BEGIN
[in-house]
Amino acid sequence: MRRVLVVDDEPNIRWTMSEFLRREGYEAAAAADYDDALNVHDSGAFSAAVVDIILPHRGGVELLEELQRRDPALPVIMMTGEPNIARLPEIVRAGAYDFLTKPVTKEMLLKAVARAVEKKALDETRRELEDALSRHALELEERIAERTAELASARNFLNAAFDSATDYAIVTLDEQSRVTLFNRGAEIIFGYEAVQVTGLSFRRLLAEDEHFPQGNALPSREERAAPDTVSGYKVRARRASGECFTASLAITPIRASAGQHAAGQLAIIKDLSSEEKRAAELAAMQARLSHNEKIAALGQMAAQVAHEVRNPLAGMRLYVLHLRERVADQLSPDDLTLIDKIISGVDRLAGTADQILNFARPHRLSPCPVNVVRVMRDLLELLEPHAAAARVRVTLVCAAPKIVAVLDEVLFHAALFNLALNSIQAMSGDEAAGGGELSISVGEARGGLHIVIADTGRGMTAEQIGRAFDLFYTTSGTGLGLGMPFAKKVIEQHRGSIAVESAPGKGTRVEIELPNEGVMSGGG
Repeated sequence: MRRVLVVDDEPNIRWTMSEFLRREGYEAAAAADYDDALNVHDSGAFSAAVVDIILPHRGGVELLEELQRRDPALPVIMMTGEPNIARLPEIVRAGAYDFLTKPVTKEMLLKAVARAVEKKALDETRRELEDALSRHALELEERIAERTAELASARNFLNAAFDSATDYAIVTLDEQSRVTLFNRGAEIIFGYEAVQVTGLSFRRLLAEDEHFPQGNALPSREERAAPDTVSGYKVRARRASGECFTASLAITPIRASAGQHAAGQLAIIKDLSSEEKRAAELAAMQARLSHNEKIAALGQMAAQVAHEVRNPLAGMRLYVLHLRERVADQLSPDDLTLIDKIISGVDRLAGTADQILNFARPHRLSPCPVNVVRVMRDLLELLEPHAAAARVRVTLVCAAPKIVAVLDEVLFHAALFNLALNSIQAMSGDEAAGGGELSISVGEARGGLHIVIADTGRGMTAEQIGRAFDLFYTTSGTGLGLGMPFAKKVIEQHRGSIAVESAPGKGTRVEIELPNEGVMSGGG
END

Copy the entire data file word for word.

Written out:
[in-house]
Amino acid sequence: MRRVLVVDDEPNIRWTMSEFLRREGYEAAAAADYDDALNVHDSGAFSAAVVDIILPHRGGVELLEELQRRDPALPVIMMTGEPNIARLPEIVRAGAYDFLTKPVTKEMLLKAVARAVEKKALDETRRELEDALSRHALELEERIAERTAELASARNFLNAAFDSATDYAIVTLDEQSRVTLFNRGAEIIFGYEAVQVTGLSFRRLLAEDEHFPQGNALPSREERAAPDTVSGYKVRARRASGECFTASLAITPIRASAGQHAAGQLAIIKDLSSEEKRAAELAAMQARLSHNEKIAALGQMAAQVAHEVRNPLAGMRLYVLHLRERVADQLSPDDLTLIDKIISGVDRLAGTADQILNFARPHRLSPCPVNVVRVMRDLLELLEPHAAAARVRVTLVCAAPKIVAVLDEVLFHAALFNLALNSIQAMSGDEAAGGGELSISVGEARGGLHIVIADTGRGMTAEQIGRAFDLFYTTSGTGLGLGMPFAKKVIEQHRGSIAVESAPGKGTRVEIELPNEGVMSGGG
Repeated sequence: MRRVLVVDDEPNIRWTMSEFLRREGYEAAAAADYDDALNVHDSGAFSAAVVDIILPHRGGVELLEELQRRDPALPVIMMTGEPNIARLPEIVRAGAYDFLTKPVTKEMLLKAVARAVEKKALDETRRELEDALSRHALELEERIAERTAELASARNFLNAAFDSATDYAIVTLDEQSRVTLFNRGAEIIFGYEAVQVTGLSFRRLLAEDEHFPQGNALPSREERAAPDTVSGYKVRARRASGECFTASLAITPIRASAGQHAAGQLAIIKDLSSEEKRAAELAAMQARLSHNEKIAALGQMAAQVAHEVRNPLAGMRLYVLHLRERVADQLSPDDLTLIDKIISGVDRLAGTADQILNFARPHRLSPCPVNVVRVMRDLLELLEPHAAAARVRVTLVCAAPKIVAVLDEVLFHAALFNLALNSIQAMSGDEAAGGGELSISVGEARGGLHIVIADTGRGMTAEQIGRAFDLFYTTSGTGLGLGMPFAKKVIEQHRGSIAVESAPGKGTRVEIELPNEGVMSGGG